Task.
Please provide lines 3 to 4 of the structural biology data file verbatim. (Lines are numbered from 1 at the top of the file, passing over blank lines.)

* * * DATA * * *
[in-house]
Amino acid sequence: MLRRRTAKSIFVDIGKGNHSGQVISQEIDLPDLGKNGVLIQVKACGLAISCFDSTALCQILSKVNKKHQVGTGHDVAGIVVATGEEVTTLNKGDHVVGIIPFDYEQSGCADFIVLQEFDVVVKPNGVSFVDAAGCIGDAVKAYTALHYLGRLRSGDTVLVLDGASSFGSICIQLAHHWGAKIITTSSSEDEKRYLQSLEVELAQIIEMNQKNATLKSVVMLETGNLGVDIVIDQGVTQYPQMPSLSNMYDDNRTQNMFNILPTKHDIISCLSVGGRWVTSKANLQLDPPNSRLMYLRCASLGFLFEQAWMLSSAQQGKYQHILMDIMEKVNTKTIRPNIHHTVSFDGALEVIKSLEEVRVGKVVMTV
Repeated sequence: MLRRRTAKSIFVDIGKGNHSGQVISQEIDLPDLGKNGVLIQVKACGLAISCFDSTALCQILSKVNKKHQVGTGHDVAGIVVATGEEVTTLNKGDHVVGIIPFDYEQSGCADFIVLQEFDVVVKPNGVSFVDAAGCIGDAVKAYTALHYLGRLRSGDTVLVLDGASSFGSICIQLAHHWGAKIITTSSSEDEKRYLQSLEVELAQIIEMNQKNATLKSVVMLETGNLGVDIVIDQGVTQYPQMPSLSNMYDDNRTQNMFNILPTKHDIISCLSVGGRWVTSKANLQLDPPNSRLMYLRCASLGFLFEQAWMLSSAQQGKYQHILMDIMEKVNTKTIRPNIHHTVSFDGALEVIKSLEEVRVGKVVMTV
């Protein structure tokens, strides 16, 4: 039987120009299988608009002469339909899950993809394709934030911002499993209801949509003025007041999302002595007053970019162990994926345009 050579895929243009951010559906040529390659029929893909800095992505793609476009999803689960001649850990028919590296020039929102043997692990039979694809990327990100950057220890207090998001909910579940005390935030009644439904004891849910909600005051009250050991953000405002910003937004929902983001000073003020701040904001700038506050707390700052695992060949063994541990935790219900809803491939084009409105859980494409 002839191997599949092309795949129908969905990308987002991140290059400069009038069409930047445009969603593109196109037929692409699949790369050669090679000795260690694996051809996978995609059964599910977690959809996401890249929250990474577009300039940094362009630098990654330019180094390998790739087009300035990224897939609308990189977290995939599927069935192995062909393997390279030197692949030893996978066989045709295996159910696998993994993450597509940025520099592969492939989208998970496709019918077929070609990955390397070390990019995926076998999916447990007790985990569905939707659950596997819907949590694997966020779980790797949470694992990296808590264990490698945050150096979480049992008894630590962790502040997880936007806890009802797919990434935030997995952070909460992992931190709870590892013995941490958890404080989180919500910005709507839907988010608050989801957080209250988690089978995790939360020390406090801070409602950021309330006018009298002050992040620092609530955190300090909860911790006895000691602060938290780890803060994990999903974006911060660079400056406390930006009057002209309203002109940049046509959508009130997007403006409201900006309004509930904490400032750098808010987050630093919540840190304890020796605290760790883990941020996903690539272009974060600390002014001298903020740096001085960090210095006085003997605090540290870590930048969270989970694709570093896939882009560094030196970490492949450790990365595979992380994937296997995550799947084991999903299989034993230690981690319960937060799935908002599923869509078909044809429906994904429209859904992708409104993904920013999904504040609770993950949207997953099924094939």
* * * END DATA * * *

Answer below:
Repeated sequence: MLRRRTAKSIFVDIGKGNHSGQVISQEIDLPDLGKNGVLIQVKACGLAISCFDSTALCQILSKVNKKHQVGTGHDVAGIVVATGEEVTTLNKGDHVVGIIPFDYEQSGCADFIVLQEFDVVVKPNGVSFVDAAGCIGDAVKAYTALHYLGRLRSGDTVLVLDGASSFGSICIQLAHHWGAKIITTSSSEDEKRYLQSLEVELAQIIEMNQKNATLKSVVMLETGNLGVDIVIDQGVTQYPQMPSLSNMYDDNRTQNMFNILPTKHDIISCLSVGGRWVTSKANLQLDPPNSRLMYLRCASLGFLFEQAWMLSSAQQGKYQHILMDIMEKVNTKTIRPNIHHTVSFDGALEVIKSLEEVRVGKVVMTV
């Protein structure tokens, strides 16, 4: 039987120009299988608009002469339909899950993809394709934030911002499993209801949509003025007041999302002595007053970019162990994926345009 050579895929243009951010559906040529390659029929893909800095992505793609476009999803689960001649850990028919590296020039929102043997692990039979694809990327990100950057220890207090998001909910579940005390935030009644439904004891849910909600005051009250050991953000405002910003937004929902983001000073003020701040904001700038506050707390700052695992060949063994541990935790219900809803491939084009409105859980494409 002839191997599949092309795949129908969905990308987002991140290059400069009038069409930047445009969603593109196109037929692409699949790369050669090679000795260690694996051809996978995609059964599910977690959809996401890249929250990474577009300039940094362009630098990654330019180094390998790739087009300035990224897939609308990189977290995939599927069935192995062909393997390279030197692949030893996978066989045709295996159910696998993994993450597509940025520099592969492939989208998970496709019918077929070609990955390397070390990019995926076998999916447990007790985990569905939707659950596997819907949590694997966020779980790797949470694992990296808590264990490698945050150096979480049992008894630590962790502040997880936007806890009802797919990434935030997995952070909460992992931190709870590892013995941490958890404080989180919500910005709507839907988010608050989801957080209250988690089978995790939360020390406090801070409602950021309330006018009298002050992040620092609530955190300090909860911790006895000691602060938290780890803060994990999903974006911060660079400056406390930006009057002209309203002109940049046509959508009130997007403006409201900006309004509930904490400032750098808010987050630093919540840190304890020796605290760790883990941020996903690539272009974060600390002014001298903020740096001085960090210095006085003997605090540290870590930048969270989970694709570093896939882009560094030196970490492949450790990365595979992380994937296997995550799947084991999903299989034993230690981690319960937060799935908002599923869509078909044809429906994904429209859904992708409104993904920013999904504040609770993950949207997953099924094939």